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The Climate for the Language Industry in the New Administration

Posted By William P. Rivers Ph.D., Friday, April 14, 2017

Bill Rivers
Executive Director, Joint National Committee for Languages


The question I’m asked most often goes like this: “What will the Trump Administration mean for our industry?” There are a few different versions of this question, depending on the vertical, the location, or the inclinations of the person asking it, but as a businessperson, change and the potential for instability is always uncomfortable. The short answer to the question – that it’s far too early to tell, and let’s keep calm and carry on – isn’t very satisfying. But I think that a careful analysis, coupled with a deep breath or two, should give us a more than a bit of optimism about the next few years for our industry. Change, of course, is the real constant, and we’ll talk about that, too, a little further on.

From what I gather from industry leaders and clients, as well as outside experts, is that the ground conditions for the industry as a whole haven’t changed much at all. Of course, macroeconomic factors still matter – are the US and global economies growing, what does monetary policy look like, and so forth – but historically, we’ve been pretty well insulated from downturns. This has to do with two key factors, inherent to our space: first, technology is the accelerant for growth and efficiency in localization, translation, and increasingly in interpreting. Our workflows become ever more efficient, to be sure, but more importantly, technology continues to open up exponentially more content to the high-touch, high-value added services we provide. Secondly and concomitantly, we’re expanding into new verticals in the broader economy, as the client side sees the value we bring. Online retail, point of service financial and insurance, medical device trials, customer opinion and commentary on social media – and many more verticals have come into our clientele.

As to areas which might be perceived as more politicized, in particular health care and social services, the basics of the situation have not changed. The 14th Amendment and the Civil Rights Act of 1964, and the Affordable Care Act (and §1557 thereof) are still the law of the land. More importantly, as social service and health care providers see more value added from language services – better outcomes, higher levels of patient satisfaction, and so forth – the legal framework mandating language services becomes less important. At the moment, the Joint National Committee for Languages sees no areas of immediate concern here; moreover, we’ve heard from LSPs in this space that growth continues.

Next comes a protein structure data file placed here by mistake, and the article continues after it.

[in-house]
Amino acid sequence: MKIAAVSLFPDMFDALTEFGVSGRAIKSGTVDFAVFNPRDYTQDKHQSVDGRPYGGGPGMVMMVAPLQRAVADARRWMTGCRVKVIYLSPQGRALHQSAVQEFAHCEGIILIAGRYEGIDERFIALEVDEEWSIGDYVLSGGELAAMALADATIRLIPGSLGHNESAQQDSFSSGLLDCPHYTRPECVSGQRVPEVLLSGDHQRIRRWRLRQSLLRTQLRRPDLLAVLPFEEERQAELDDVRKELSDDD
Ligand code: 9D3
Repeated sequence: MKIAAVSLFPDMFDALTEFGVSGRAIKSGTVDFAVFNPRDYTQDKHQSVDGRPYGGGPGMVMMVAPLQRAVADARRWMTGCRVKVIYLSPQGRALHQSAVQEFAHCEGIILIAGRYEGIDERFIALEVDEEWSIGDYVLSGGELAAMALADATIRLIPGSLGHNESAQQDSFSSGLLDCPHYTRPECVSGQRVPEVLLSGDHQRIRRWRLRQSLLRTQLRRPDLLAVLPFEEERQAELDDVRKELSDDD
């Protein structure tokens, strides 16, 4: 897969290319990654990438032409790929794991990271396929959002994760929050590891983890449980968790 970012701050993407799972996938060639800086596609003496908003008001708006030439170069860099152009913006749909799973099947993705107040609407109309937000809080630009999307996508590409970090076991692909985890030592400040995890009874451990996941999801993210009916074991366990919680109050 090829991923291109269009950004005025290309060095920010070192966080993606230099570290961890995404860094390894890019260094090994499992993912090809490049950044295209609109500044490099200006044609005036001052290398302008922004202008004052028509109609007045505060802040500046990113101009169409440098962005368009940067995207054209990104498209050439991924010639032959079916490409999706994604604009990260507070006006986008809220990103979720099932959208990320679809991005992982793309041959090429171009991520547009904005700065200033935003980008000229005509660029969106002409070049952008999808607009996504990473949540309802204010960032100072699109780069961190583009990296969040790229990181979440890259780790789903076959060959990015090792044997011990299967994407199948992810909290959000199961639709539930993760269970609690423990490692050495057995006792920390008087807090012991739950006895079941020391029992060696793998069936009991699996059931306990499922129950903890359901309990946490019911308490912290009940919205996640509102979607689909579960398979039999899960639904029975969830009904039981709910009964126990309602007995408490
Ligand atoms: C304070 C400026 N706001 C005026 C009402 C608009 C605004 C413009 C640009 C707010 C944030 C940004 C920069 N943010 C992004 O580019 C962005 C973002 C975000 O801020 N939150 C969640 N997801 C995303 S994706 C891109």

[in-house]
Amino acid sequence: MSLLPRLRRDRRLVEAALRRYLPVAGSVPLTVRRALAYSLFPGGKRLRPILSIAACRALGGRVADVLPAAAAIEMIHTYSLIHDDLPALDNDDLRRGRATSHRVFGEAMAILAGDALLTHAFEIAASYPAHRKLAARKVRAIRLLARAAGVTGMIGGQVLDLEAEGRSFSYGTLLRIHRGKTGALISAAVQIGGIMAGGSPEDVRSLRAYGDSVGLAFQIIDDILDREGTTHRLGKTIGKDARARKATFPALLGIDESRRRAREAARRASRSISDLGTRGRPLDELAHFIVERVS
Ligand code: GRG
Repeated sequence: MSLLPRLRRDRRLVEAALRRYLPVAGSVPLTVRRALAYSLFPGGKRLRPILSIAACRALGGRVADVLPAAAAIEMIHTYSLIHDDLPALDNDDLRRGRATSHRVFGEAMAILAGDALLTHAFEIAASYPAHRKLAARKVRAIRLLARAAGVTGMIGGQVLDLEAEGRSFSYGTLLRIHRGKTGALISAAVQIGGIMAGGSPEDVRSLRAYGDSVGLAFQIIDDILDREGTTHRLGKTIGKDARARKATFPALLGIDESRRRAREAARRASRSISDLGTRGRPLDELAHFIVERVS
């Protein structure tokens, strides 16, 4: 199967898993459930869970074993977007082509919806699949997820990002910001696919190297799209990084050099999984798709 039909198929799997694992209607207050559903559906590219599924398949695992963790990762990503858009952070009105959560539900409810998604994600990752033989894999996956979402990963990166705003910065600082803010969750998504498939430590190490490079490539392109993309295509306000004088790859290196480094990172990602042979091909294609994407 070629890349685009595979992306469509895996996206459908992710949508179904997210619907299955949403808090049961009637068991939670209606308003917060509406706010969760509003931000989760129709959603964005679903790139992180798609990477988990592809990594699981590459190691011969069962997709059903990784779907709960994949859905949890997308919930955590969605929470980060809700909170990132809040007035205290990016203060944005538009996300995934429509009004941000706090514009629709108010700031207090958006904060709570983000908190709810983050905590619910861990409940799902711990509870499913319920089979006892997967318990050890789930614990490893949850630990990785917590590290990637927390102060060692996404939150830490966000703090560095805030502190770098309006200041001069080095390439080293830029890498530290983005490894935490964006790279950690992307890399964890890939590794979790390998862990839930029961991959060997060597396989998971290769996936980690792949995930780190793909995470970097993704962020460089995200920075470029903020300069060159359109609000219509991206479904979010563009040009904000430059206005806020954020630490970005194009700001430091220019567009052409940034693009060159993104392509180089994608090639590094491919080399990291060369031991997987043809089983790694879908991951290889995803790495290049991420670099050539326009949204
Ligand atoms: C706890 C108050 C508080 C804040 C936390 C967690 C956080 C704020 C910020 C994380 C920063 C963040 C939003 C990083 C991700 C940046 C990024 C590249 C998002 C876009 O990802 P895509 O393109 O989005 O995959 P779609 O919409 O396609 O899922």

That’s not to say that we should rest easy. Some of our verticals may well be under duress, such as those servicing international negotiations, as overseas visitors reconsider coming to the States. And, of course, Federal contracting rules – or more exactly, the inappropriate use of Federal contracting – bedevils us.  Unequal enforcement of the McNamara-O’Hara Service Contracting Act of 1965 (SCA), erroneous prevailing wage rates under the SCA, inappropriate use of contracting vehicles such as Lowest Price Technically Acceptable and reverse auctions, and the national mess of fifty-five different regimes for independent contractor classification are all perennial challenges for our industry. What the Trump Administration offers in these areas is a positive opportunity to address these issues in the Congress and the US Department of Labor, and we’re moving aggressively to do so. We’ve an informal partnership with the National Federation of Independent Businesses, whose help has been invaluable at the state level, and we’re working with the Small Business Committee in the House of Representatives on the whole range of contracting and regulatory issues laid out above. We will raise awareness – we’re still the biggest industry that nobody’s heard of – through briefings and meetings this summer, as well as working on legislative approaches to the thornier challenges –in particular the 1099/W-2 issue.

What you need to do is to stay informed! Sign up for the JNCL-NCLIS newsletter at www.languagepolicy.org for news on policy and advocacy; follow us on twitter @jnclinfo, and follow all of ALC’s feeds. Second, as always, bring value to our clients and passion to what we do. The Language Enterprise has always been dynamic, innovative, and forward-looking. These qualities will serve us well in the years ahead.

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